In a straight party-line vote, the legislature in my home state of Connecticut last week passed a bill raising the minimum wage to fifteen dollars per hour, to be phased in over four years. In committing to do so, it joined a group of states including New Jersey, Illinois, Massachusetts, New York, Maryland, and California.
The discussion of a fifteen-dollar minimum wage has become part of the campaign for the presidency, with Democratic candidates expressing support almost daily. But most states are not on board. Here in Connecticut, loud voices were raised against the measure. In a May 9 Hartford Courant op-ed, Scott Shepard, policy director of the Connecticut-based Yankee Institute—a think tank that advocates “free-market, limited-government” policies—dismissed the proposed hike as “destructive,” “a disaster,” and “terrible news for the working poor.”
Those who take this view typically raise three main points, and Shepard—a lawyer, by the way, not an economist—aired them all: increased labor costs will be passed on to consumers, who may spurn the products; some businesses will close, while others will leave the state; and rampant firings will ensue. The measure will backfire on its intended beneficiaries, Shepard warned: “rather than a pay increase, they’ll be receiving a pink slip.”
The purveyors of these views act as if such assertions are as unchallengeable as the laws of physics. But they aren’t. Recently I interviewed Jamie McDonald, owner of the popular Bear’s Smokehouse restaurants in the Hartford area, who boosted his minimum wage to fifteen dollars two years ago. McDonald says it’s been a great boon to his business. Employees are far less likely to quit, which reduces the cost and aggravation of constant new hiring and training. Morale is up. And customers notice. “It makes sense from a pure business standpoint,” McDonald told me. “Turnover is way down. Customer service has increased. Quality has increased. You could see the difference within a week.”
Anecdotal evidence aside, there’s no shortage of research that challenges the conventional wisdom. A 2017 study by the Institute for Research on Labor and Employment at the University of California assessed the effects of a proposed statewide wage increase to fifteen dollars per hour. It found that 96 percent of the workers who would get increases are over twenty years old, and nearly 60 percent over thirty; these workers, furthermore, earn close to half their family’s income. (So much for the common criticism from conservatives that most minimum-wage earners are young people not helping support a family.) On the cost side, the study found that a portion of the payroll increases would be offset by reduced employee turnover, automation, and increased productivity, while businesses would absorb the rest by increasing prices—by 0.6 percent annually during the five-year phase-in.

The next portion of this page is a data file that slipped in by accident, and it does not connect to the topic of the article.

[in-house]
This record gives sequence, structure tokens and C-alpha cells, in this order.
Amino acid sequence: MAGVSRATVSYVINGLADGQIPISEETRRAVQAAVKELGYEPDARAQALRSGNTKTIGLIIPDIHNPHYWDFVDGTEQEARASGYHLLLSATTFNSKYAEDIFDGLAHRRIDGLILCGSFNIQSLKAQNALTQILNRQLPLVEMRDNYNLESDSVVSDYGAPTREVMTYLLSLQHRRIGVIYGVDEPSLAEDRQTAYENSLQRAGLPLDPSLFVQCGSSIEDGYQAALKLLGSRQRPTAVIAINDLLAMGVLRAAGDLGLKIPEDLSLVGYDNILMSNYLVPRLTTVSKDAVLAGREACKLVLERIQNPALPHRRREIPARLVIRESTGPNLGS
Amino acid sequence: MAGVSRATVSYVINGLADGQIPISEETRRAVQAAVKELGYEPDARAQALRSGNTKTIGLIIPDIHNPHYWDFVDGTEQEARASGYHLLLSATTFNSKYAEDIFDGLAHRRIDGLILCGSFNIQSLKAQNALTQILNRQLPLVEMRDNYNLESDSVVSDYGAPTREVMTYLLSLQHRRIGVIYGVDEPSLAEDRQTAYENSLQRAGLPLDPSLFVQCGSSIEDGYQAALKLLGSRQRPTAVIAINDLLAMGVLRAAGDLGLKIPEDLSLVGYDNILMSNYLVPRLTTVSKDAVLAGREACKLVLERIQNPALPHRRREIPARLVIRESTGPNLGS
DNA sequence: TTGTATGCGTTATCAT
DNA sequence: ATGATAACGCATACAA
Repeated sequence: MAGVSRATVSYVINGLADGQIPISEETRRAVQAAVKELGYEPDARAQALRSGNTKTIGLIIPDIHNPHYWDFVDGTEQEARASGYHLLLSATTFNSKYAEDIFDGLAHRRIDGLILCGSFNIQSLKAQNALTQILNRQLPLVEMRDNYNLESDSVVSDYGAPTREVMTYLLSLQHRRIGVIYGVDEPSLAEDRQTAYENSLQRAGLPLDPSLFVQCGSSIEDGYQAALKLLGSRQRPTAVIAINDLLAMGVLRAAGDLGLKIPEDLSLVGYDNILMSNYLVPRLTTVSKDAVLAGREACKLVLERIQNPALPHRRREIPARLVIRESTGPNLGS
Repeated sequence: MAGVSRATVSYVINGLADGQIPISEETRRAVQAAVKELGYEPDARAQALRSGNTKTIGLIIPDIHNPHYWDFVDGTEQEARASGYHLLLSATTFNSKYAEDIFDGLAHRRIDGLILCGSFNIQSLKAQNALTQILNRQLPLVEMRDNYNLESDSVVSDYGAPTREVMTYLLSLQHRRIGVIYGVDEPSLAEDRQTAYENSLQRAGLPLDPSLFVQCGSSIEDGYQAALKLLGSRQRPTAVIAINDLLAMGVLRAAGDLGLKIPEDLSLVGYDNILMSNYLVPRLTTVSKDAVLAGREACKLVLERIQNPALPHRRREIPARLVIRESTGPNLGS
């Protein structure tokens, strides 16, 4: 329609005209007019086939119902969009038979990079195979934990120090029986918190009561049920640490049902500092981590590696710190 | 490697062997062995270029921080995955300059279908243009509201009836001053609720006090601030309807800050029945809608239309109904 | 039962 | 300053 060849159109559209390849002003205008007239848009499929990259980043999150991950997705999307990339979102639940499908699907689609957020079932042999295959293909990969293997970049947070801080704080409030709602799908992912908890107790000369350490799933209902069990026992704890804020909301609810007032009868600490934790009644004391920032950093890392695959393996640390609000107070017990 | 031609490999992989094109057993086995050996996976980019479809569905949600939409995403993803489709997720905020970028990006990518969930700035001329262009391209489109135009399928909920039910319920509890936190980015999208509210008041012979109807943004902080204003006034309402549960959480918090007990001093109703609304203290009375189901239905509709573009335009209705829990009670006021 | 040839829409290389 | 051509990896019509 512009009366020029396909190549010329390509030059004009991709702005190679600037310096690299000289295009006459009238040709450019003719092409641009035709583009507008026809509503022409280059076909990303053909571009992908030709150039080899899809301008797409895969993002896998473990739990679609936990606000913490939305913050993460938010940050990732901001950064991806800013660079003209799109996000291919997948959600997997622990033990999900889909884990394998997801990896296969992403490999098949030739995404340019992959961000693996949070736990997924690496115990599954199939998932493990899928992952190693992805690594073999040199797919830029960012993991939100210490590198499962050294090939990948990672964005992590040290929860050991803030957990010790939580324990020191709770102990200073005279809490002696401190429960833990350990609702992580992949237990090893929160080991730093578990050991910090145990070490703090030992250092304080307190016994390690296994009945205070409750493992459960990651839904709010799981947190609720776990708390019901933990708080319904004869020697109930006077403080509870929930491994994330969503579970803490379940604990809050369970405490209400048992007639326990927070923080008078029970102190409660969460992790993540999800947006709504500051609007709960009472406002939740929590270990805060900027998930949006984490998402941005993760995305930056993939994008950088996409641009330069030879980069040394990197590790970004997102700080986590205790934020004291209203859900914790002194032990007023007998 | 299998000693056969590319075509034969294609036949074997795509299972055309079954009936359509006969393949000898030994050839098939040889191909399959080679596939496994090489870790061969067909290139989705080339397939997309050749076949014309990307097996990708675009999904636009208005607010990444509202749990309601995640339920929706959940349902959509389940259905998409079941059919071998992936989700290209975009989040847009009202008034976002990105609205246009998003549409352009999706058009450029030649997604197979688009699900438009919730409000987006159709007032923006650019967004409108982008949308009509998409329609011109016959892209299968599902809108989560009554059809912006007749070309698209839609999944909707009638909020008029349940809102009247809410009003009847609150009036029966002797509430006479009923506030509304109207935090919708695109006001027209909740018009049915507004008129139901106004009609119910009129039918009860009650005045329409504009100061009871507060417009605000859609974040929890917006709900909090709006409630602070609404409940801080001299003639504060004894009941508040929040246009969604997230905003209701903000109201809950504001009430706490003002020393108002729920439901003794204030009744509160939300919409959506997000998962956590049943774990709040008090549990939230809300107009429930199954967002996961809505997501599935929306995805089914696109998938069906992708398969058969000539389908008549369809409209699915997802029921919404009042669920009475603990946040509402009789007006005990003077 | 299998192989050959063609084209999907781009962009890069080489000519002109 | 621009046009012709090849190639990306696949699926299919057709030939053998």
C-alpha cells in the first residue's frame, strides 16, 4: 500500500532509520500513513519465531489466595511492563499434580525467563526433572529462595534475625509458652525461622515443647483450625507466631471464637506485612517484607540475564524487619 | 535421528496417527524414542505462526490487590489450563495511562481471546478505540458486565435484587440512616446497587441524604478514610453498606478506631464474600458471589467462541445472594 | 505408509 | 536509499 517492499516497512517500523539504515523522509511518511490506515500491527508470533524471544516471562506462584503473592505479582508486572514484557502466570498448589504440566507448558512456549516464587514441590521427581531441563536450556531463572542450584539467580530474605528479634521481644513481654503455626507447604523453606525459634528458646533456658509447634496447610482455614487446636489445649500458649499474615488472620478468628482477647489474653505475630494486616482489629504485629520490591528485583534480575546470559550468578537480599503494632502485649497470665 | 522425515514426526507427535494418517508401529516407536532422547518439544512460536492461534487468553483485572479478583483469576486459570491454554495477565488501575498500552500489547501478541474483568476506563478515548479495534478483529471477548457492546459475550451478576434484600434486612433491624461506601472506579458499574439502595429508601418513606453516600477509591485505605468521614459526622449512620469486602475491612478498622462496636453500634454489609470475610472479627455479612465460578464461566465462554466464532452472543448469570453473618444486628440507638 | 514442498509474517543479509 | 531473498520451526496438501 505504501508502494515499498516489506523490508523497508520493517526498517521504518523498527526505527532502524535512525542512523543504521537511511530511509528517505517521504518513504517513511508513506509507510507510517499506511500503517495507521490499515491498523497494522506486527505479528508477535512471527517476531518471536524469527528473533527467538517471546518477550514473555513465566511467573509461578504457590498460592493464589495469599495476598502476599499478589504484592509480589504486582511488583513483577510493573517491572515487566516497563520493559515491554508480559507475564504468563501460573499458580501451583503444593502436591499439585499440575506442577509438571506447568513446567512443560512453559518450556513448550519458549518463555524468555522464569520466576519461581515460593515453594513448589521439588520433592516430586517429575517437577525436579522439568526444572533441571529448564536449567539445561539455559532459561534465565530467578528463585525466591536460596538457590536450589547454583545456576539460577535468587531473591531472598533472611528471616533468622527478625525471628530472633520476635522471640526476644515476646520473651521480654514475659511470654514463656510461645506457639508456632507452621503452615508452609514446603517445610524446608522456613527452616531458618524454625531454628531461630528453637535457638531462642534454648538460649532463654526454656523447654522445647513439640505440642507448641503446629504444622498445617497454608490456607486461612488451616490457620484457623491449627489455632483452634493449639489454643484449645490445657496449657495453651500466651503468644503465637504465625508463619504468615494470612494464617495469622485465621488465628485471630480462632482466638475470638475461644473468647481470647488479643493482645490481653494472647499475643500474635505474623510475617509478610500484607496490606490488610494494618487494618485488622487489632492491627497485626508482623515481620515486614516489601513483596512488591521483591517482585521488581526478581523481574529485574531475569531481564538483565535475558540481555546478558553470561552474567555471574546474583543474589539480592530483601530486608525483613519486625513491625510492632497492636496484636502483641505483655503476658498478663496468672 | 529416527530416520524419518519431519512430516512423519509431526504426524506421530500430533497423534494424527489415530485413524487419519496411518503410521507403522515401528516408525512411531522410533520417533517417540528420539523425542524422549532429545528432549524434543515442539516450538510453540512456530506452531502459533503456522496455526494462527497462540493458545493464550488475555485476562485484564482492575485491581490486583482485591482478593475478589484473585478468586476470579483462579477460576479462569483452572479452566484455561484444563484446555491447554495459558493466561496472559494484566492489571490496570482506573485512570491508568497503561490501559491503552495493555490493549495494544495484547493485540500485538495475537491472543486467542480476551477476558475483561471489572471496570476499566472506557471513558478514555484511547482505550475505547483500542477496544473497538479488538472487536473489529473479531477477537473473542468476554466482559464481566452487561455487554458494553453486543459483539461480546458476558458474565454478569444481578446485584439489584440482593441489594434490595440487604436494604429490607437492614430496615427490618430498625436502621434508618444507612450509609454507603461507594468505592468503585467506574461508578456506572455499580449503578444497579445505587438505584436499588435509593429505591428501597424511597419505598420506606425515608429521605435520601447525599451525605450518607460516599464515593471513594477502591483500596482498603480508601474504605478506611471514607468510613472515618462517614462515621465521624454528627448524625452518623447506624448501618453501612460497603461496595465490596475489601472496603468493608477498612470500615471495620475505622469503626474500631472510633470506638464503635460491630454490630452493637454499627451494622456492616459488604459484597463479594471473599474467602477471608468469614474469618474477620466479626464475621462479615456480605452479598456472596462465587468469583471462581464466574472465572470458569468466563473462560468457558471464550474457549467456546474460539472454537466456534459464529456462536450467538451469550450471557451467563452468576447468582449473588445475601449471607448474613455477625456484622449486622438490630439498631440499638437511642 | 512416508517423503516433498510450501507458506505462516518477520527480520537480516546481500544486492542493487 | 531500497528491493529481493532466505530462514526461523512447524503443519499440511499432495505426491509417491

Bottom line? “A $15 statewide minimum wage by 2023 would generate a significant increase in earnings for about 5.26 million workers in California while creating a small price increase borne by all consumers.” Testifying before the U.S. House of Representatives Committee on Education and Labor this February, Ben Zipperer, an economist at the Economic Policy Institute, argued that “the bulk of recent economic research on the minimum wage...establishes that prior increases have had little to no negative consequences and instead have meaningfully raised the pay of the low-wage workforce.” (His testimony, with links to supporting studies, is here.)
Lest one worry that such views are limited to progressive think tanks, let me bring in two mainstream Nobel Prize–winning economists. When a 2014 report by the Congressional Budget Office suggested that a minimum-wage hike might cost 500,000 jobs, Columbia professor Joseph Stiglitz disagreed, asserting that “the CBO analysis underestimated the benefits and overestimated the costs.” In a lengthy 2016 essay in Evonomics, Stiglitz argued that “the rising tide [of the economy] has only lifted the large yachts, and many of the smaller boats have been left dashed on the rocks,” and proposed significant minimum-wage hikes as one meaningful tool to help ameliorate damaging levels of inequality in the United States. And Stiglitz’s fellow Nobel laureate Paul Krugman cites a well-known study that examined what happens when one state raises its minimum wage and a neighboring state doesn’t. “Does the wage-hiking state lose a large number of jobs?” Krugman asks. “No—the overwhelming conclusion...is that moderate increases in the minimum wage have little or no negative effect on employment.”